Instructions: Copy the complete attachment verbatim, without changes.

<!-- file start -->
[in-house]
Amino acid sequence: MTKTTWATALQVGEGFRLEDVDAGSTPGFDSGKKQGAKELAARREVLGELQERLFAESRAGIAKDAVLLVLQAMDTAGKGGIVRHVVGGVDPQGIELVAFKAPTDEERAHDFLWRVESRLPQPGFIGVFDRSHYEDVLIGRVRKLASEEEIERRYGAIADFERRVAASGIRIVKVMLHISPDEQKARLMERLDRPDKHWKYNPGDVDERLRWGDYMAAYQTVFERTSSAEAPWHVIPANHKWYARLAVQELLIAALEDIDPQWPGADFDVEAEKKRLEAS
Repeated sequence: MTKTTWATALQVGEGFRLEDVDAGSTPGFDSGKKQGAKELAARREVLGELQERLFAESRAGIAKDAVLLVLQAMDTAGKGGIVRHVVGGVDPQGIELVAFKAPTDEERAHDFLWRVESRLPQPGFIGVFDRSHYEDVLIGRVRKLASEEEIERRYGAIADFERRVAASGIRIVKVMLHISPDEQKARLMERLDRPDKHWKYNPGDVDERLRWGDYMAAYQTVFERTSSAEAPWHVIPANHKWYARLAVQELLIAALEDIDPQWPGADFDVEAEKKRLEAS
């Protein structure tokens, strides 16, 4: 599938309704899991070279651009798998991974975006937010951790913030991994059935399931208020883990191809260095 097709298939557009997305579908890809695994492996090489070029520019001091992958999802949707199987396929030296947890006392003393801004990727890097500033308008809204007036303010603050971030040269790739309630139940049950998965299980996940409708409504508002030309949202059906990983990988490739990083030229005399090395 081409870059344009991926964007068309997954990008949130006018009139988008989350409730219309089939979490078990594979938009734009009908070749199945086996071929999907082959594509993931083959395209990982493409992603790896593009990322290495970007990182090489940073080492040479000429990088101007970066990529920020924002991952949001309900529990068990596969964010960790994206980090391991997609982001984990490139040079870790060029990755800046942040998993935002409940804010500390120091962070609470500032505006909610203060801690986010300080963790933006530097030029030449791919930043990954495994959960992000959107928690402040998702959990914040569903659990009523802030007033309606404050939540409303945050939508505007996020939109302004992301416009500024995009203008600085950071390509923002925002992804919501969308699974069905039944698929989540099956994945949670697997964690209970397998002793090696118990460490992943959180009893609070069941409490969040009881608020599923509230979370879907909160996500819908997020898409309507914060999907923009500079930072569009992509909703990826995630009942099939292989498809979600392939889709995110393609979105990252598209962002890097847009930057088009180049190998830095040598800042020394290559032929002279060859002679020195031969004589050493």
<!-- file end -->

[in-house]
Amino acid sequence: MTKTTWATALQVGEGFRLEDVDAGSTPGFDSGKKQGAKELAARREVLGELQERLFAESRAGIAKDAVLLVLQAMDTAGKGGIVRHVVGGVDPQGIELVAFKAPTDEERAHDFLWRVESRLPQPGFIGVFDRSHYEDVLIGRVRKLASEEEIERRYGAIADFERRVAASGIRIVKVMLHISPDEQKARLMERLDRPDKHWKYNPGDVDERLRWGDYMAAYQTVFERTSSAEAPWHVIPANHKWYARLAVQELLIAALEDIDPQWPGADFDVEAEKKRLEAS
Repeated sequence: MTKTTWATALQVGEGFRLEDVDAGSTPGFDSGKKQGAKELAARREVLGELQERLFAESRAGIAKDAVLLVLQAMDTAGKGGIVRHVVGGVDPQGIELVAFKAPTDEERAHDFLWRVESRLPQPGFIGVFDRSHYEDVLIGRVRKLASEEEIERRYGAIADFERRVAASGIRIVKVMLHISPDEQKARLMERLDRPDKHWKYNPGDVDERLRWGDYMAAYQTVFERTSSAEAPWHVIPANHKWYARLAVQELLIAALEDIDPQWPGADFDVEAEKKRLEAS
């Protein structure tokens, strides 16, 4: 599938309704899991070279651009798998991974975006937010951790913030991994059935399931208020883990191809260095 097709298939557009997305579908890809695994492996090489070029520019001091992958999802949707199987396929030296947890006392003393801004990727890097500033308008809204007036303010603050971030040269790739309630139940049950998965299980996940409708409504508002030309949202059906990983990988490739990083030229005399090395 081409870059344009991926964007068309997954990008949130006018009139988008989350409730219309089939979490078990594979938009734009009908070749199945086996071929999907082959594509993931083959395209990982493409992603790896593009990322290495970007990182090489940073080492040479000429990088101007970066990529920020924002991952949001309900529990068990596969964010960790994206980090391991997609982001984990490139040079870790060029990755800046942040998993935002409940804010500390120091962070609470500032505006909610203060801690986010300080963790933006530097030029030449791919930043990954495994959960992000959107928690402040998702959990914040569903659990009523802030007033309606404050939540409303945050939508505007996020939109302004992301416009500024995009203008600085950071390509923002925002992804919501969308699974069905039944698929989540099956994945949670697997964690209970397998002793090696118990460490992943959180009893609070069941409490969040009881608020599923509230979370879907909160996500819908997020898409309507914060999907923009500079930072569009992509909703990826995630009942099939292989498809979600392939889709995110393609979105990252598209962002890097847009930057088009180049190998830095040598800042020394290559032929002279060859002679020195031969004589050493």